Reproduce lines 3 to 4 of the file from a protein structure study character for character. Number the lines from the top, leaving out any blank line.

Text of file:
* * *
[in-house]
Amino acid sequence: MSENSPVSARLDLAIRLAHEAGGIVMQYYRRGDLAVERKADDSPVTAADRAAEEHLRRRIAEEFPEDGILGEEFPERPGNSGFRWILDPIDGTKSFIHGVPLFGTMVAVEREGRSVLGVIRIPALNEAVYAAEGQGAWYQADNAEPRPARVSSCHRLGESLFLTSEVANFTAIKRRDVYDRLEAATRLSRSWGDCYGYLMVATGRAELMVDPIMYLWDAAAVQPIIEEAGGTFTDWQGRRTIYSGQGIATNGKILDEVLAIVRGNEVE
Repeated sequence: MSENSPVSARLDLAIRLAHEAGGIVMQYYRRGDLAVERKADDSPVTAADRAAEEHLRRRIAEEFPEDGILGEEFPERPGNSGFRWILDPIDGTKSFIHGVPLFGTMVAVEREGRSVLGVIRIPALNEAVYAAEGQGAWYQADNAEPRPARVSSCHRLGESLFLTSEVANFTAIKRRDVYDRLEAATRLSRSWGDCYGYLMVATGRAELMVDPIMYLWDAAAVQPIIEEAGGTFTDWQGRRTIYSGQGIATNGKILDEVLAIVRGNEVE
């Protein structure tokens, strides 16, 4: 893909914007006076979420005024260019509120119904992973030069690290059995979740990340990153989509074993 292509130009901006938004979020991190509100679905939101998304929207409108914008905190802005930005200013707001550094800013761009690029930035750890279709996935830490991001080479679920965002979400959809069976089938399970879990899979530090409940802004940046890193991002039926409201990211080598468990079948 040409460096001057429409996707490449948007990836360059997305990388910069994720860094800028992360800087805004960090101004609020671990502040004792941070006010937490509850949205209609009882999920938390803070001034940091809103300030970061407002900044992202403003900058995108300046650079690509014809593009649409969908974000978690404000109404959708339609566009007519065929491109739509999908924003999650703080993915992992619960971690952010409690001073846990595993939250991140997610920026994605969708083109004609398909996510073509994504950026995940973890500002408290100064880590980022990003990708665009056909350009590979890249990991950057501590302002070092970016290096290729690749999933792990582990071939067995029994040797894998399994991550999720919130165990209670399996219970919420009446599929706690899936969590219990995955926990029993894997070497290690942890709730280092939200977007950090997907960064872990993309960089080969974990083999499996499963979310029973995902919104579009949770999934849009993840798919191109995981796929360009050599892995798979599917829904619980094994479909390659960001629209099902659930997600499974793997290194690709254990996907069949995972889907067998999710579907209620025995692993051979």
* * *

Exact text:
Repeated sequence: MSENSPVSARLDLAIRLAHEAGGIVMQYYRRGDLAVERKADDSPVTAADRAAEEHLRRRIAEEFPEDGILGEEFPERPGNSGFRWILDPIDGTKSFIHGVPLFGTMVAVEREGRSVLGVIRIPALNEAVYAAEGQGAWYQADNAEPRPARVSSCHRLGESLFLTSEVANFTAIKRRDVYDRLEAATRLSRSWGDCYGYLMVATGRAELMVDPIMYLWDAAAVQPIIEEAGGTFTDWQGRRTIYSGQGIATNGKILDEVLAIVRGNEVE
């Protein structure tokens, strides 16, 4: 893909914007006076979420005024260019509120119904992973030069690290059995979740990340990153989509074993 292509130009901006938004979020991190509100679905939101998304929207409108914008905190802005930005200013707001550094800013761009690029930035750890279709996935830490991001080479679920965002979400959809069976089938399970879990899979530090409940802004940046890193991002039926409201990211080598468990079948 040409460096001057429409996707490449948007990836360059997305990388910069994720860094800028992360800087805004960090101004609020671990502040004792941070006010937490509850949205209609009882999920938390803070001034940091809103300030970061407002900044992202403003900058995108300046650079690509014809593009649409969908974000978690404000109404959708339609566009007519065929491109739509999908924003999650703080993915992992619960971690952010409690001073846990595993939250991140997610920026994605969708083109004609398909996510073509994504950026995940973890500002408290100064880590980022990003990708665009056909350009590979890249990991950057501590302002070092970016290096290729690749999933792990582990071939067995029994040797894998399994991550999720919130165990209670399996219970919420009446599929706690899936969590219990995955926990029993894997070497290690942890709730280092939200977007950090997907960064872990993309960089080969974990083999499996499963979310029973995902919104579009949770999934849009993840798919191109995981796929360009050599892995798979599917829904619980094994479909390659960001629209099902659930997600499974793997290194690709254990996907069949995972889907067998999710579907209620025995692993051979």